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The Weirder of the Absurd
The guest of honor wore a layered pinafore of delicately folded fast food wrappers, attended by a court of googly-eyed chicken nuggets in formal wear.
Plenty of cultures celebrate their teenagers with over-the-top coming-of-age parties, and Savannah’s fringe art community is no different: Patty the Cheeseburger’s 15th Birthday at White Whale Craft Ales on July 29th felt like equal parts quinceañera, bat mitzvah bash, and debutante ball as friends filed past her frilly paper platform. Some paid homage by bearing gifts such as tiny plastic Barbie purses. One particularly creative sycophant donned a specially crafted tiara of ketchup packets.
“Thank you for coming, so good to see you,” murmured proud guardian Rubi McGrory—cheeseburgers can’t have mothers, don’t be ridiculous—as she accepted praise for her comestible charge’s lovely countenance.
While no one has any idea what 15 means in burger years, Patty herself looked remarkably preserved, bedazzled with the same sapphire Swarovski crystals as the day she was brought home from a local McDonald’s in 2008.
Which, of course, is Patty’s raison d’être.
The origin story goes that Rubi, a multidimensional artist and lifelong vegetarian whose first job in high school was slinging burgers and fries, decided one summer day in 2008 to purchase a plain cheeseburger as an experiment.
“I had no preconceived ideas of the outcome, I just wanted to watch the progression,” she recalls in her online artist statement, explaining that she added the blue sparkles because she didn’t want to forget the date.
What ensued was…not much. Patty lived unrefrigerated in an old granola bar box for a while, then loosely wrapped on a wine rack, occasionally trotted out for a field trip to be ogled. Mostly she was ignored. Within a few months, her inner middle became a desiccated slab, her once-spongy bun maturing into a crisp shell. The lack of protection proved kind to the little cheeseburger, and over the years Patty has crumbled slightly but otherwise changed very little.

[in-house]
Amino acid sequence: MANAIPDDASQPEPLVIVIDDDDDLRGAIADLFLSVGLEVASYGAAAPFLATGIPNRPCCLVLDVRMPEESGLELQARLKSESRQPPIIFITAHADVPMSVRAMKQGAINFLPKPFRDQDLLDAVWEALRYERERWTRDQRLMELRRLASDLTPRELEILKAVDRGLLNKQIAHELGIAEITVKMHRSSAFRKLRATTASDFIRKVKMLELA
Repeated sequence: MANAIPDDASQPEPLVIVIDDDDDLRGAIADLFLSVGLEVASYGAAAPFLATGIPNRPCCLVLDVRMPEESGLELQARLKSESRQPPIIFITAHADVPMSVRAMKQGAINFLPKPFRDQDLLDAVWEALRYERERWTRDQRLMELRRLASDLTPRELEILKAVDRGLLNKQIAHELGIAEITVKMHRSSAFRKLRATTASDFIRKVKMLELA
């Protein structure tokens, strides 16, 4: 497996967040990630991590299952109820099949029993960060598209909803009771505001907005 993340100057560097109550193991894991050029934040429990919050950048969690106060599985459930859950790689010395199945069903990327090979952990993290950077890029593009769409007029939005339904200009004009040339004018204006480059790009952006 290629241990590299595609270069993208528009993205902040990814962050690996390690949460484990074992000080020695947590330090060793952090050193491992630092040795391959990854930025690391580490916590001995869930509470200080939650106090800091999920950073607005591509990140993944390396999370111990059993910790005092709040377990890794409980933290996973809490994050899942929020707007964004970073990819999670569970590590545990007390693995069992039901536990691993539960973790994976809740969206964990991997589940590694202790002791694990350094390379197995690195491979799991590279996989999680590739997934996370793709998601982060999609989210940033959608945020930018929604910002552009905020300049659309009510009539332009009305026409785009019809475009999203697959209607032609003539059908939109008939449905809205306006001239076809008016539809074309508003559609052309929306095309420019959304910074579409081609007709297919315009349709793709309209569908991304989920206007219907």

You know what else has ignored her? Rats, roaches, ants, flies, mold, mildew or other decomposing agents that any Southerner knows will find a way through a solid oak door to get to a cookie crumb that someone tracked in on the bottom of a shoe.
What this seems to confirm is that Patty is not, and never was, food.
Each year on Patty’s birthday, Rubi has issued a cheerful report on her status, garnering an ardent following not only for the compelling statement on what sort of inedible garbage is considered nutritional quality in late-stage capitalism but also because there’s something about anthropomorphizing a fast food cheeseburger that is just fucking hilarious.
In her longevity, Patty has attracted a whole passel of supporters: For her 10th birthday, award-winning local filmmaker Pat Longstreth made a delightfully awkward documentary, and Location Gallery’s Peter Roberts gallantly presented her with her own show. For her cusp-of- adulthood celebration, it was decided that Patty deserved a fancy formal gathering with some of her fast food peers, and Rubi’s ride-or-dies Heather Szatmary and Libby Hersch provided artistic assistance by gluing googly eyes on all those nuggets and fries and baking a stunning fondant cake in Patty’s likeness.
When Rubi first requested that White Whale host Patty’s 15th, owner Jason Piccolo confessed, “we thought we were being pranked.” But he and wife Jocelyn quickly recognized the reach of this unlikely local celebrity as they saw their place packed with Patty’s friends and family.
Oh, that’s right: Patty also has a sister: A Twinkie dubbed “Pammy,” whose Swarovskis display a date a few days after Patty’s. Like many who grow up in the shadow of their famous siblings, Pammy hasn’t achieved Patty’s notoriety, probably because her ilk never pretended to be food in the first place.
“No one is surprised to see a Twinkie turn 15,” deadpans Rubi. “It’s like, ‘call me when she's fifty.’”
I met Patty and Rubi on the same day back at an art market in Trustees Garden as I was weaving in and out of booths and hissing at my two small children not to put their greasy little hands on everything. We came upon a dark-haired lady in a cute dress standing quietly over what appeared to be her lunch.
“What’s going on here?” demanded my four year-old, pointing a chubby finger at the bejeweled burger. The lady introduced Patty, who was then only a few weeks old, giving a direct, straight-faced explanation to a rapt, preschool-aged audience.